By: Mint Suetrong, Contributing Writer
2020 was nothing like we expected. Even now, in 2021, one full year after the initial spread of COVID-19, the situation is still quite uncertain. Many changes have been undertaken and many more are still waiting for us moving forward. Here are some of the lessons that COVID-19 has taught us. Thank you to everyone for their genuine contributions.
I learned how to take better care of myself.
Be grateful for even the smallest things in life.
Time is the most precious thing on Earth and it is important to spend it wisely.
Nothing lasts forever. Everything shall pass and it will get better.
Never take anything for granted.
No matter what happens, you’re always good enough as you are.
We tend to overestimate what we can do in a day, and underestimate what can be done in a year
The art of active procrastination. Productivity does not only mean getting school work done.
Self-dependence: learn how to create your own happiness.
Life is short so it’s important to not overthink things too much.
Appreciate the sun.
How important it is to be adaptive and just go with the flow.
Make the most of the time that you have.
Stock up on toilet paper when you sense an impending pandemic. That creation is gold.
Don’t skip Zoom.
Social responsibility is crucial. Please just wear the mask properly.
With my parents’ financial stability and the fact that the pandemic was far less severe in Thailand compared to other parts of the world, I was fortunate enough not to be significantly affected by COVID-19. While I did have my fair share of panic attacks along the way, being surrounded by such kind, loving and supportive people definitely made the experience much more pleasant. As silly as it sounds, the pandemic taught me how to breathe. By that I mean to truly experience the moment that you are currently living in; to really take life day-by-day and find solace in the unpredictable future.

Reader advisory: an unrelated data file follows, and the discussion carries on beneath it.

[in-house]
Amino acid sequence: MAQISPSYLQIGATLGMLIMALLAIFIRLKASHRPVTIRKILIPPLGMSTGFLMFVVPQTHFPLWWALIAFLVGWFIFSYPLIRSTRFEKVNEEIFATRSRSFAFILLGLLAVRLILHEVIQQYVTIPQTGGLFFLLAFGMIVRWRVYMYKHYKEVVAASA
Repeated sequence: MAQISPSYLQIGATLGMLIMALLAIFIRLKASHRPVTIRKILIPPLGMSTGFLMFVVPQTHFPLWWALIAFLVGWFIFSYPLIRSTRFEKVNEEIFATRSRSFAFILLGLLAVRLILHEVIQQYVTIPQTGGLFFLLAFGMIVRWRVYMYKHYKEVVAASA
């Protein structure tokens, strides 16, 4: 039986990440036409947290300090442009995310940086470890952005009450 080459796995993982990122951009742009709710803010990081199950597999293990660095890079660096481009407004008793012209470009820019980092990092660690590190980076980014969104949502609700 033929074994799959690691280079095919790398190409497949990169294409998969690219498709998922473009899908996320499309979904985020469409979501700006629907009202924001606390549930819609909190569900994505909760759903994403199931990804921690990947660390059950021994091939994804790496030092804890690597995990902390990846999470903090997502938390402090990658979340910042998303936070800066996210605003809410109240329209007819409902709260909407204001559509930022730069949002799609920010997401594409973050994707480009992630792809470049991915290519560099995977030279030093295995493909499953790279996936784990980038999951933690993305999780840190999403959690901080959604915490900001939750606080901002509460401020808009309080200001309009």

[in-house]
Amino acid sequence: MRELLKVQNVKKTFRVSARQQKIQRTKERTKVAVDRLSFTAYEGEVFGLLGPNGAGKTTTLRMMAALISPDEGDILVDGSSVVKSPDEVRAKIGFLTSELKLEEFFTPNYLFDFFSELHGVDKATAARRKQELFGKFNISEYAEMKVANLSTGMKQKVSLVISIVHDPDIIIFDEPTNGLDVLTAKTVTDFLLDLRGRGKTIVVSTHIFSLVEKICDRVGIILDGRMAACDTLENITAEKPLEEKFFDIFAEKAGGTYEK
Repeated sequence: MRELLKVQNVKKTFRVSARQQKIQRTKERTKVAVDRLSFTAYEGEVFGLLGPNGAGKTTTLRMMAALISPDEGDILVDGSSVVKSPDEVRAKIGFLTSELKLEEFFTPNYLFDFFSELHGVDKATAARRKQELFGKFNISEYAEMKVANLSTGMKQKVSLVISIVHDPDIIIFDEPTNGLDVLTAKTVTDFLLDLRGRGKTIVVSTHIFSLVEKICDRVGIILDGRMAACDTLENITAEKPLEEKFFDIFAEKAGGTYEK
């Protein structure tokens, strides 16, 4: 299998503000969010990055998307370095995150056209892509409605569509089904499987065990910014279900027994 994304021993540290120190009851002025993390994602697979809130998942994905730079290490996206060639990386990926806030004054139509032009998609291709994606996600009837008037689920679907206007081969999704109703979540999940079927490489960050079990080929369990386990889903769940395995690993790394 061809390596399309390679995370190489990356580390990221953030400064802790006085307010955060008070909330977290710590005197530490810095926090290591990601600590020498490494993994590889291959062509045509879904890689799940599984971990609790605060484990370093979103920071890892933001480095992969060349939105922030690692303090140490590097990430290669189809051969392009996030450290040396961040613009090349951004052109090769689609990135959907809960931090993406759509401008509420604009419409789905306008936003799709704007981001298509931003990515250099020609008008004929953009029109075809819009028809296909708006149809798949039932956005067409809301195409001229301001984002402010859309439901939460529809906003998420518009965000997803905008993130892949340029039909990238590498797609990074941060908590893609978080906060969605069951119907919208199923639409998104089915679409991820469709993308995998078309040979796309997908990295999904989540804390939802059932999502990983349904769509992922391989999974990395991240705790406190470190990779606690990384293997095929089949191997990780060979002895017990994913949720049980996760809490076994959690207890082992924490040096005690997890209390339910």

If I had to choose a way to depict the lockdown, it would be this: “Initially, you think you’ll be stuck at home for two weeks and then school will reopen. The next thing you know, it’s already March 2021, one whole year later, and that you are so incredibly wrong.” You come painfully close to losing your grasp on life: time becomes nothing but a social construct. Individual days seem long but weeks pass by in a heartbeat.
While most of the replies that I received were positive, it would be a lie to say that there weren’t any negative ones as well. “Life is boring,” one wrote, and while it saddens me to say that there were moments during the lockdown where I could definitely relate to that, it is also reassuring that I am not alone in this journey. As the reality of online school began to settle in, I was slowly but surely getting lured into its wrath like a moth drawn to a flame. I had felt overwhelmed to the point where I went numb for a bit of time. In that moment, I understood why some people self-harmed: it’s the desperation to feel something, anything, even if it was that of pain.
There is no denying that this pandemic took a toll on my mental health; the lows were some of the hardest times that I have ever experienced in my life. Still, I am grateful for those difficulties, as they allowed me to grow tremendously. COVID gave me an opportunity to indulge in art projects, reflect on myself and my values, and last but not least, find coping mechanisms which were more suitable and productive than stress-crying night after night and exercising vigorously which inevitably resulted in a shoulder blade injury that I am currently still recovering from. There was one afternoon in particular that I vividly remember myself spontaneously opening a Google Docs and pouring out reasons why I wanted to pursue medicine and what kind of doctor, and person, I wanted to grow to be. It was liberating.
It’s in these life crises where the true essence of life is encapsulated, and it’s because of the pandemic that has taught me to embrace this beauty, no matter how vulnerable it makes me feel.
Thank you, COVID, for this one madness of a ride, but please, just let me graduate normally.
Link to cover image: https://pin.it/1WVRU4l